Benjamin Dyett is revolutionizing the workplace. He started out as a real estate lawyer, first at a firm and then at a real estate investment company he founded. After he sold his firm in early 2000 and went on to do consulting and other entrepreneurial work, Dyett, 53, realized how hard it is to get business done without an office to work out of. In July 2011, he and some friends founded Grind, a collaborative workspace. Grind now has two locations in the city, at 1412 Broadway and 419 Park Ave. S. Among its accomplishments, Grind currently boasts 40% female membership. Dyett lives in Cobble Hill with his wife, daughter and their dog.
Why did you switch careers?
I left real estate law mainly because I was never enamored with the real estate life. I was always more of an entrepreneur than I was a law firm person. And I took a slow evolutionary road to following my true passion, which is working for myself and developing my own projects and ideas along my lines of interest.
How did you get the idea for Grind?
The idea was one that grew out of necessity. Once I sold the company I was left to find my own way in the work world and I was an entrepreneur and I was doing a lot of consulting work for my old clients and I didn’t have a decent place to work where I could develop my own professional brand. I was working from home and I was working from coffee shops and I was working from friends’ houses and I had a lot of high-end clients and they weren’t clients who were thrilled to meet me in Starbucks. So from time to time I would rent executive offices. I needed a place, and most of my partners, we needed a place where we could work in a real professional environment, where we could get the support from the people around us and share support when we need it, which is the premise of Grind and the core of Grind.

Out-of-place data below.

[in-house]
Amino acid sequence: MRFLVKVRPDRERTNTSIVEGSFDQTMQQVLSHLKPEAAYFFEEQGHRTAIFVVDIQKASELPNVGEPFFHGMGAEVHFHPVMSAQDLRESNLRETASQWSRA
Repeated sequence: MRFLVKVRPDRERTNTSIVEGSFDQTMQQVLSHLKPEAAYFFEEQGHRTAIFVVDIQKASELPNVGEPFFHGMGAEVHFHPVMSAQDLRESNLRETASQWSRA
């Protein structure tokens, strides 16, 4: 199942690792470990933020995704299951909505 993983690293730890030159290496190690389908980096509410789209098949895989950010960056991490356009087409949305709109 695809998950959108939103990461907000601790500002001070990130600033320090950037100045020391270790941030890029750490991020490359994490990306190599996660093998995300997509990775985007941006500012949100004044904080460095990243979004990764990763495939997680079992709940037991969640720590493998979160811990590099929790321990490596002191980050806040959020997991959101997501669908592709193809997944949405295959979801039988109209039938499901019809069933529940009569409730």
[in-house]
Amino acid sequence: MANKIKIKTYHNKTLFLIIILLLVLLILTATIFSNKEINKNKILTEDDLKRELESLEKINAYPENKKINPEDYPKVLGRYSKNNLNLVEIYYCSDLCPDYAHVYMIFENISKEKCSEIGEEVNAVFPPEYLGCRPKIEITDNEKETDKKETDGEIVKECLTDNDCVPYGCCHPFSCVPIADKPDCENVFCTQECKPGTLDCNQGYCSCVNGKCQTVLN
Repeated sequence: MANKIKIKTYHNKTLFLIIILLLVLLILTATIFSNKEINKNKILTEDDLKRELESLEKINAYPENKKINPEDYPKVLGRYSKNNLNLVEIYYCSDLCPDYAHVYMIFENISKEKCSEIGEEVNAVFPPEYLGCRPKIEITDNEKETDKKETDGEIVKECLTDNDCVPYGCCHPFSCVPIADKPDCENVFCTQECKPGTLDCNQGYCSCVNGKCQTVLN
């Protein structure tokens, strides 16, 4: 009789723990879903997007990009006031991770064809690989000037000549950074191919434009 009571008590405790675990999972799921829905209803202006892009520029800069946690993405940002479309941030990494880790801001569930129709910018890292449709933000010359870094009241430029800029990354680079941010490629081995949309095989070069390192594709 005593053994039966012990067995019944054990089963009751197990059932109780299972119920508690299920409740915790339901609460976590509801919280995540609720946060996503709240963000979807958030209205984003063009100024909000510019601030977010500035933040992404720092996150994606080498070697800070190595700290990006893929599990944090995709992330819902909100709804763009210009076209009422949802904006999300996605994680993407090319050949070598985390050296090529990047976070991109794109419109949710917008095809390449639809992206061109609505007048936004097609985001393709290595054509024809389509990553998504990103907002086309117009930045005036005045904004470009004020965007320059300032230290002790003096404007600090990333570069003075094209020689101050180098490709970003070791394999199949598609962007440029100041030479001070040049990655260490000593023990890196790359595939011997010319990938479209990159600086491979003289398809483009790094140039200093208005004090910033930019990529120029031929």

What was an unexpected challenge in launching the business?
I thought that building and maintaining the community that is necessary for the special sauce of Grind would be easier than it actually is. In some ways I have the best job in the world and in some ways I have the worst. I get to sit in a room with 100 entrepreneurs every day and it’s amazing to sit with their enthusiasm and their energy and their passion, but it’s also exhausting to sit in a room with 100 people who are energetic and enthusiastic and passionate. It’s a blessing and a curse.
What are the Grind offices like?
[They] are basically open-plan communities. While we have plenty of private space to have a private conversation, we don’t have private offices at Grind or assigned seating. We do accept large teams and we do have private rooms for them because they have disruptive activities like large conference calls and meetings. We’re an open-plan community where our members share space and share expertise. You show up at Grind every day and instead of going to your assigned seat you sit next to someone new every day; you make a new friend and create a new resource for your business.
What if people need quiet?